"How far would you walk to protect the freedom of others?
How many days would you go without food in the name of democracy?
What would you be willing to sacrifice?
For Han Lin, the answers to those questions are simple:
'"As far as I must walk.A documentary about the incredible journey of Burmese Freedom Fighter, Han Lin & the International Campaign for Freedom of Aung San Suu Kyi and Burma.
As long as it takes.
Everything -- even my own life."'
Prepare yourself and take a deep breath, because this humble teacher will indeed inspire you...
"The future of my country lies in the hands of the younger generation. Under the present military government the whole educational system is neglected and higher education is virtually non-existent with the frequent closure and repressive control of the universities."
Han Lin, Burmese Freedom Fighter, 9/21/51 - 9/26/08
HAN LIN, teacher, husband, father, friend, and freedom fighter known worldwide for his passionate commitment to democracy and freedom in his native Burma, passed from this earth on Friday, September 26, 2008, five days past his 57th birthday, with his beloved family by his side.
Born in Palaw Town in southern Burma (which borders Thailand, Laos, India, Bangladesh, and China), Han Lin (Burmese don’t use first and last names; Han Lin is his full name) was the eldest of six children.
He was only eight when the young republic of Burma was overtaken in a coup. Ever since, the country has been under the control of brutal military regimes.
Han Lin taught middle school math and was a village leader, teaching about democracy and daringly speaking against the regime. He married Htay Htay Yee, also a teacher, in 1973. Their first five children were born in Burma—Ne Lin Tun, their eldest son, was born in 1975, second son Aung Phyo in 1977, daughter May Lin in 1981, son Tayza in 1983, and son Thuya in 1985.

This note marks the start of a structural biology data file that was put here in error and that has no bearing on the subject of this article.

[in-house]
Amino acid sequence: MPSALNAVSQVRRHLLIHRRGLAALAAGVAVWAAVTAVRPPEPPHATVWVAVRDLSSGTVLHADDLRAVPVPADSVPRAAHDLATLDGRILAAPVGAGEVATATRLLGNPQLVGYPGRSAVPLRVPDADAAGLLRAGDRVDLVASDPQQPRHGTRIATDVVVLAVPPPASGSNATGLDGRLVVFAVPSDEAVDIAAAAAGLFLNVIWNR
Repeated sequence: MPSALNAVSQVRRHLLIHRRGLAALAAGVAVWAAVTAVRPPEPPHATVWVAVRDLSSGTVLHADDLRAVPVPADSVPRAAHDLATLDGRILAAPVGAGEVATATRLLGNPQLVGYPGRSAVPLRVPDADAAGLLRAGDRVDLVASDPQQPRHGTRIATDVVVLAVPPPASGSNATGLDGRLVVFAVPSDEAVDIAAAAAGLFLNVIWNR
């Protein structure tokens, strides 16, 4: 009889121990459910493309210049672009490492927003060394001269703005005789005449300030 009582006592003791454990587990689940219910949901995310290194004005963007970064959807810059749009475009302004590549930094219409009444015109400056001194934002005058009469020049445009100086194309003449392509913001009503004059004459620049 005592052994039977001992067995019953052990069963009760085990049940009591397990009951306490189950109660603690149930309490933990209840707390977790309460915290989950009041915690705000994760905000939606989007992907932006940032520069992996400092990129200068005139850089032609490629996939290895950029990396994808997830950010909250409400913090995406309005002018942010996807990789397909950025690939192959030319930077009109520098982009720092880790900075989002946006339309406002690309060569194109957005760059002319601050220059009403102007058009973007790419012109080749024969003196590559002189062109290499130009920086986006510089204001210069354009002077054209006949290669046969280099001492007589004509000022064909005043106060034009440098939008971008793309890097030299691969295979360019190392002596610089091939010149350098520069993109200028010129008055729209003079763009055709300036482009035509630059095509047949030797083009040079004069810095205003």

Han Lin led his village in the 1988 countrywide peaceful populist uprising, when millions of people demanded democracy and basic rights. They forced the first regime to resign, but two months later the military regained power, slaughtered people indiscriminately, and arrested many opposition leaders including Aung San Suu Kyi. The grim date in Burmese history, August 8, 1988 (8-8-88), is commemorated yearly.
Responding to pressure, the military regime staged an election in 1990; it lost in a landslide to Aung San Suu Kyi’s (and Han Lin’s) party. But the regime refused to allow Aung San Suu Kyi or her fellows to take office; she has been incarcerated for most of the years since, never allowed to take her rightful place as the country’s elected leader, despite winning a Nobel Peace Prize in 1991 and having millions of champions worldwide.
After 1988, Han Lin continued the fight for democracy, but faced constant threats. In 1990, to avoid being killed or imprisoned, he was forced to leave his wife and children, then ages 5 to 15. Through treacherous terrain he reached hiding in the jungle near Thailand, some 100 miles from his home.
Two years later, after constant worry and frequent harassment by military thugs, Htay Htay Yee and the children made their way to Han Lin and his fellow exiles.